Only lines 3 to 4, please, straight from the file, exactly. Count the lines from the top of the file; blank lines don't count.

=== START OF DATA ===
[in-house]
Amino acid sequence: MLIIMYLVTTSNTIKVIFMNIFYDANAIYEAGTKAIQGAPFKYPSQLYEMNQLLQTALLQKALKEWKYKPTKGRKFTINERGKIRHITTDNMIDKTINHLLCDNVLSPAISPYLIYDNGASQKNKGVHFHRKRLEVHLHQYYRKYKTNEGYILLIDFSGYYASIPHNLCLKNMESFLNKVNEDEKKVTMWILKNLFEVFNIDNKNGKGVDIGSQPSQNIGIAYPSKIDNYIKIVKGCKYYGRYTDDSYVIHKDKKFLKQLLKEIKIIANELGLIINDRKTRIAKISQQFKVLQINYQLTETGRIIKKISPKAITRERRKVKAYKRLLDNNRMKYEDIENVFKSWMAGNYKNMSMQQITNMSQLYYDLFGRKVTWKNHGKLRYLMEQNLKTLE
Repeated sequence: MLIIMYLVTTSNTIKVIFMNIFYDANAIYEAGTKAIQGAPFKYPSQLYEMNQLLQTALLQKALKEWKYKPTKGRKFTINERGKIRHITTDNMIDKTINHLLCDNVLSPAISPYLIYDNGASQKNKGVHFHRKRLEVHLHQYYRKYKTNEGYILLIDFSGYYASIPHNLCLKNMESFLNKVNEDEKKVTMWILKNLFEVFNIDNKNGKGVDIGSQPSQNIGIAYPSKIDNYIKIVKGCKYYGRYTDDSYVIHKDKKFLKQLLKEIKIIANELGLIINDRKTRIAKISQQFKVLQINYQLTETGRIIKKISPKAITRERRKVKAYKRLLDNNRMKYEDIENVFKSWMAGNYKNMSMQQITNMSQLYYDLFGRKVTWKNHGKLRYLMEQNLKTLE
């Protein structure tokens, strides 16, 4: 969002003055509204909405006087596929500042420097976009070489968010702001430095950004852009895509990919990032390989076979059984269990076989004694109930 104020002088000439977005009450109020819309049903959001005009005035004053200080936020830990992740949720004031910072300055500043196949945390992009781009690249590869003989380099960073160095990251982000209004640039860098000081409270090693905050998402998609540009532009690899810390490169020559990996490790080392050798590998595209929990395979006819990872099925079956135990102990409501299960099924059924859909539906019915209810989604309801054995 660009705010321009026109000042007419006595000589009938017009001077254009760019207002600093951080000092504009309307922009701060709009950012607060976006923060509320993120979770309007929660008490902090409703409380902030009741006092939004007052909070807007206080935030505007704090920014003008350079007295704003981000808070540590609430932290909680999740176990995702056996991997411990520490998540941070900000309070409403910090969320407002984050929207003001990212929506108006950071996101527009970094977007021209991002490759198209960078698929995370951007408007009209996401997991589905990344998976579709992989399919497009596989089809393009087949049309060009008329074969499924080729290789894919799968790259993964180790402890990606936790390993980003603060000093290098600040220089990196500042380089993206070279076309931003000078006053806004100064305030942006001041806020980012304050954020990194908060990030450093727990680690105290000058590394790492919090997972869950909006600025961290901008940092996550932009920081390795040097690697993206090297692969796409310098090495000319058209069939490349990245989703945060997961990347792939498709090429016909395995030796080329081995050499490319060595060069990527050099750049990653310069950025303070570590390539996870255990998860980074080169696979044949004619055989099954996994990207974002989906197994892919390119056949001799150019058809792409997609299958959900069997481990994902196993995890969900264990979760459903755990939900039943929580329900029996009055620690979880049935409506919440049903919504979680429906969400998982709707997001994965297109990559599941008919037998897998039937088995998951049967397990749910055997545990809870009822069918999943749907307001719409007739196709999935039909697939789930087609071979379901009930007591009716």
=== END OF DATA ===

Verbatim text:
Repeated sequence: MLIIMYLVTTSNTIKVIFMNIFYDANAIYEAGTKAIQGAPFKYPSQLYEMNQLLQTALLQKALKEWKYKPTKGRKFTINERGKIRHITTDNMIDKTINHLLCDNVLSPAISPYLIYDNGASQKNKGVHFHRKRLEVHLHQYYRKYKTNEGYILLIDFSGYYASIPHNLCLKNMESFLNKVNEDEKKVTMWILKNLFEVFNIDNKNGKGVDIGSQPSQNIGIAYPSKIDNYIKIVKGCKYYGRYTDDSYVIHKDKKFLKQLLKEIKIIANELGLIINDRKTRIAKISQQFKVLQINYQLTETGRIIKKISPKAITRERRKVKAYKRLLDNNRMKYEDIENVFKSWMAGNYKNMSMQQITNMSQLYYDLFGRKVTWKNHGKLRYLMEQNLKTLE
């Protein structure tokens, strides 16, 4: 969002003055509204909405006087596929500042420097976009070489968010702001430095950004852009895509990919990032390989076979059984269990076989004694109930 104020002088000439977005009450109020819309049903959001005009005035004053200080936020830990992740949720004031910072300055500043196949945390992009781009690249590869003989380099960073160095990251982000209004640039860098000081409270090693905050998402998609540009532009690899810390490169020559990996490790080392050798590998595209929990395979006819990872099925079956135990102990409501299960099924059924859909539906019915209810989604309801054995 660009705010321009026109000042007419006595000589009938017009001077254009760019207002600093951080000092504009309307922009701060709009950012607060976006923060509320993120979770309007929660008490902090409703409380902030009741006092939004007052909070807007206080935030505007704090920014003008350079007295704003981000808070540590609430932290909680999740176990995702056996991997411990520490998540941070900000309070409403910090969320407002984050929207003001990212929506108006950071996101527009970094977007021209991002490759198209960078698929995370951007408007009209996401997991589905990344998976579709992989399919497009596989089809393009087949049309060009008329074969499924080729290789894919799968790259993964180790402890990606936790390993980003603060000093290098600040220089990196500042380089993206070279076309931003000078006053806004100064305030942006001041806020980012304050954020990194908060990030450093727990680690105290000058590394790492919090997972869950909006600025961290901008940092996550932009920081390795040097690697993206090297692969796409310098090495000319058209069939490349990245989703945060997961990347792939498709090429016909395995030796080329081995050499490319060595060069990527050099750049990653310069950025303070570590390539996870255990998860980074080169696979044949004619055989099954996994990207974002989906197994892919390119056949001799150019058809792409997609299958959900069997481990994902196993995890969900264990979760459903755990939900039943929580329900029996009055620690979880049935409506919440049903919504979680429906969400998982709707997001994965297109990559599941008919037998897998039937088995998951049967397990749910055997545990809870009822069918999943749907307001719409007739196709999935039909697939789930087609071979379901009930007591009716």